Johnson County has been shaken in recent weeks by the deaths of area teens who have taken their own lives.
In an effort to help families better understand the signs and symptoms of mental health problems — and substance use issues that can lead to or exacerbate mental health crises — two local agencies are teaming up to host a community forum this week.
The event, hosted by First Call, the area’s alcohol and drug prevention and recovery organization, and the Prairie Village Police Department will be held Wednesday, March 7 at the Prairie Village Municipal Building. The panel will run from 6:30 to 8:30 p.m.
Margaux Guignon, Director of Prevention at First Call, said the goal of the discussion will be to raise awareness of substance use and mental health issues in the context of a recent increase in incidents with teens on both sides of the state line.
The discussion will cover:
- signs and symptoms of suicidal ideation
- early indicators of developing substance use or mental health problems
- how parents can talk with their kids if they suspect they may be struggling
“Parents have a hard time distinguishing between what is typical teen behavior and what is something that we need to address,” Guignon said. “A youth might be developing a crisis or mental health problem, but you don’t always know what that looks like.”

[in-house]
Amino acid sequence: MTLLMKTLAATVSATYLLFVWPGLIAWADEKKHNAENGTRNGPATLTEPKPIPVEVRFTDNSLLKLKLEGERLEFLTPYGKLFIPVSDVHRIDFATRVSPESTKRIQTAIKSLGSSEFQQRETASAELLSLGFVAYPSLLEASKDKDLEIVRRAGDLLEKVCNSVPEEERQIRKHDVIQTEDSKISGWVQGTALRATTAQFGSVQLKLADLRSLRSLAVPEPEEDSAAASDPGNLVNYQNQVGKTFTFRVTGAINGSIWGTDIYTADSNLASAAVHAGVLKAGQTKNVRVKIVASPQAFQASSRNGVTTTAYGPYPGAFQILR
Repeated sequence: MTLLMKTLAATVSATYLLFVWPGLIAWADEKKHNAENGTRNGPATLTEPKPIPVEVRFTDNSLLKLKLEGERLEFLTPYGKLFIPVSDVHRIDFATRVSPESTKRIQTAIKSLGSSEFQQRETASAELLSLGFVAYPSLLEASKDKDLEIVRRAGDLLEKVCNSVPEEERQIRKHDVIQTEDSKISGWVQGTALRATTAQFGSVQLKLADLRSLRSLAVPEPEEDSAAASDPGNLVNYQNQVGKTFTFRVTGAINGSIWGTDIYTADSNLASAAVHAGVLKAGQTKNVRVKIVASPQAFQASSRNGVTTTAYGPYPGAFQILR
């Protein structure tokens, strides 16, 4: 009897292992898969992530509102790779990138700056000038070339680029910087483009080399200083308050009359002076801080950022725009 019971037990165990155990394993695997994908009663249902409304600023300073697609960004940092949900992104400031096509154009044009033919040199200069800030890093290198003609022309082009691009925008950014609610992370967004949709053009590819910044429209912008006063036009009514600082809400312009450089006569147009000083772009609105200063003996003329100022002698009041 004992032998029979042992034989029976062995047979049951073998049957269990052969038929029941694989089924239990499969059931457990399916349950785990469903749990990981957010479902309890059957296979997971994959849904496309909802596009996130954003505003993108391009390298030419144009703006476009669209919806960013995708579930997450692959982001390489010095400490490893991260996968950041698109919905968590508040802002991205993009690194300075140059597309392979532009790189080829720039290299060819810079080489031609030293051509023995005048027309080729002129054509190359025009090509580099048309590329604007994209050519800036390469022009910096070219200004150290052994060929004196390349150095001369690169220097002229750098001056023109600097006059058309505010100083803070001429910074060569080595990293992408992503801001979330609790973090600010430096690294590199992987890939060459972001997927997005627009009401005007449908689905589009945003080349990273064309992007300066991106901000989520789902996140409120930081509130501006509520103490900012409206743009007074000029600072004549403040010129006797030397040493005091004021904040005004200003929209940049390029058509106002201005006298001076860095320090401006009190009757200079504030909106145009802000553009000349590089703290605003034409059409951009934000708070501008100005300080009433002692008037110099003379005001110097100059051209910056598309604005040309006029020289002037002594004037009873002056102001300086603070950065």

The two organizations began talking last year about hosting an event around this time because it is not uncommon for law enforcement to see an increase in mental health issues among teens in the spring.
“Kids have recently gotten back from winter break, so there are the stresses of getting back into school,” Guignon said. “And then you’ve got spring break coming up, along with prom and graduation not too far away – so it’s a time of year when you see a lot of parties.”
One of the main messages the group wants to stress is that substance use disorders and mental health issues can affect all families, regardless of background or situation.
“A lot of people think, that’s not going to be my kid,” Guignon said. “But it can happen to anyone. And parents need to be able to recognize the signs and symptoms.”